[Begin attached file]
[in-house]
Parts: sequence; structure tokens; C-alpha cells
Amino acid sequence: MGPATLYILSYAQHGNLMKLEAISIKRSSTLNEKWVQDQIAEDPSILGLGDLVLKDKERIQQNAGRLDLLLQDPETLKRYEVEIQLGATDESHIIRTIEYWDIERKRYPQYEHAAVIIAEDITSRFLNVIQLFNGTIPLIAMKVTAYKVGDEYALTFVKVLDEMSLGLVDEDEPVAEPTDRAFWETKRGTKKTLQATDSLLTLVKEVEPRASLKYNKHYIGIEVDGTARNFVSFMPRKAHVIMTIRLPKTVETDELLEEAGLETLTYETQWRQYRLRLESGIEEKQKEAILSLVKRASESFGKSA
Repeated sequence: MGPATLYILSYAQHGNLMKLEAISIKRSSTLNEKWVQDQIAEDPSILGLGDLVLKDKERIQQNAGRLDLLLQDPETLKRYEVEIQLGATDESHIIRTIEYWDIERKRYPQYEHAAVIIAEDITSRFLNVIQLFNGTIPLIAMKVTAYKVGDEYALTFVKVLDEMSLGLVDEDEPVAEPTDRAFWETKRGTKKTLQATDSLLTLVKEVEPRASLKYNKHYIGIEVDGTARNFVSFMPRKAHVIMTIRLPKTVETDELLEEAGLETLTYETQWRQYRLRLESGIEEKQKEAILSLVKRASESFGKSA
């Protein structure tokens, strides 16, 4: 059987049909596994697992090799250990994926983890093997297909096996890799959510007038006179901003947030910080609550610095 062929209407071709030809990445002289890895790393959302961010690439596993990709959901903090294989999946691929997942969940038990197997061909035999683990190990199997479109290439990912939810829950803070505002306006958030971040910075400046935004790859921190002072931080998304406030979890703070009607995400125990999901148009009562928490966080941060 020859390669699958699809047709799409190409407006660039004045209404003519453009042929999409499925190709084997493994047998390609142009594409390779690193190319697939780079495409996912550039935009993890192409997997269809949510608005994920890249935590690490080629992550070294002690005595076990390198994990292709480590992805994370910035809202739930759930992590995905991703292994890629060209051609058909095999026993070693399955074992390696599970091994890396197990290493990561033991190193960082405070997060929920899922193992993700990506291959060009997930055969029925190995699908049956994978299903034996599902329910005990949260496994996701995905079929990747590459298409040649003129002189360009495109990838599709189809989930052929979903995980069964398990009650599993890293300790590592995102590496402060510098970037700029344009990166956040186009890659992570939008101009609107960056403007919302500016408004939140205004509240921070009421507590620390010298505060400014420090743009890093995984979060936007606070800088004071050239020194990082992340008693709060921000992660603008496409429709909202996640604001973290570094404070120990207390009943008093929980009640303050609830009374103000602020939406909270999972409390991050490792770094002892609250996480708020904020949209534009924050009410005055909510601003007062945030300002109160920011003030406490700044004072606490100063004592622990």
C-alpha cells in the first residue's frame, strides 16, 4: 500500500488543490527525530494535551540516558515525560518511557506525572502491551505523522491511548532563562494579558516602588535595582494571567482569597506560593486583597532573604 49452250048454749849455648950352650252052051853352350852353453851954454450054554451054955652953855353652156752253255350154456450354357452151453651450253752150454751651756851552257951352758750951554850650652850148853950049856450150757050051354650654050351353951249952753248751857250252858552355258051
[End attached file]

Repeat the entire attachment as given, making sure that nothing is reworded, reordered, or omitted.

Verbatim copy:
[in-house]
Parts: sequence; structure tokens; C-alpha cells
Amino acid sequence: MGPATLYILSYAQHGNLMKLEAISIKRSSTLNEKWVQDQIAEDPSILGLGDLVLKDKERIQQNAGRLDLLLQDPETLKRYEVEIQLGATDESHIIRTIEYWDIERKRYPQYEHAAVIIAEDITSRFLNVIQLFNGTIPLIAMKVTAYKVGDEYALTFVKVLDEMSLGLVDEDEPVAEPTDRAFWETKRGTKKTLQATDSLLTLVKEVEPRASLKYNKHYIGIEVDGTARNFVSFMPRKAHVIMTIRLPKTVETDELLEEAGLETLTYETQWRQYRLRLESGIEEKQKEAILSLVKRASESFGKSA
Repeated sequence: MGPATLYILSYAQHGNLMKLEAISIKRSSTLNEKWVQDQIAEDPSILGLGDLVLKDKERIQQNAGRLDLLLQDPETLKRYEVEIQLGATDESHIIRTIEYWDIERKRYPQYEHAAVIIAEDITSRFLNVIQLFNGTIPLIAMKVTAYKVGDEYALTFVKVLDEMSLGLVDEDEPVAEPTDRAFWETKRGTKKTLQATDSLLTLVKEVEPRASLKYNKHYIGIEVDGTARNFVSFMPRKAHVIMTIRLPKTVETDELLEEAGLETLTYETQWRQYRLRLESGIEEKQKEAILSLVKRASESFGKSA
């Protein structure tokens, strides 16, 4: 059987049909596994697992090799250990994926983890093997297909096996890799959510007038006179901003947030910080609550610095 062929209407071709030809990445002289890895790393959302961010690439596993990709959901903090294989999946691929997942969940038990197997061909035999683990190990199997479109290439990912939810829950803070505002306006958030971040910075400046935004790859921190002072931080998304406030979890703070009607995400125990999901148009009562928490966080941060 020859390669699958699809047709799409190409407006660039004045209404003519453009042929999409499925190709084997493994047998390609142009594409390779690193190319697939780079495409996912550039935009993890192409997997269809949510608005994920890249935590690490080629992550070294002690005595076990390198994990292709480590992805994370910035809202739930759930992590995905991703292994890629060209051609058909095999026993070693399955074992390696599970091994890396197990290493990561033991190193960082405070997060929920899922193992993700990506291959060009997930055969029925190995699908049956994978299903034996599902329910005990949260496994996701995905079929990747590459298409040649003129002189360009495109990838599709189809989930052929979903995980069964398990009650599993890293300790590592995102590496402060510098970037700029344009990166956040186009890659992570939008101009609107960056403007919302500016408004939140205004509240921070009421507590620390010298505060400014420090743009890093995984979060936007606070800088004071050239020194990082992340008693709060921000992660603008496409429709909202996640604001973290570094404070120990207390009943008093929980009640303050609830009374103000602020939406909270999972409390991050490792770094002892609250996480708020904020949209534009924050009410005055909510601003007062945030300002109160920011003030406490700044004072606490100063004592622990």
C-alpha cells in the first residue's frame, strides 16, 4: 500500500488543490527525530494535551540516558515525560518511557506525572502491551505523522491511548532563562494579558516602588535595582494571567482569597506560593486583597532573604 49452250048454749849455648950352650252052051853352350852353453851954454450054554451054955652953855353652156752253255350154456450354357452151453651450253752150454751651756851552257951352758750951554850650652850148853950049856450150757050051354650654050351353951249952753248751857250252858552355258051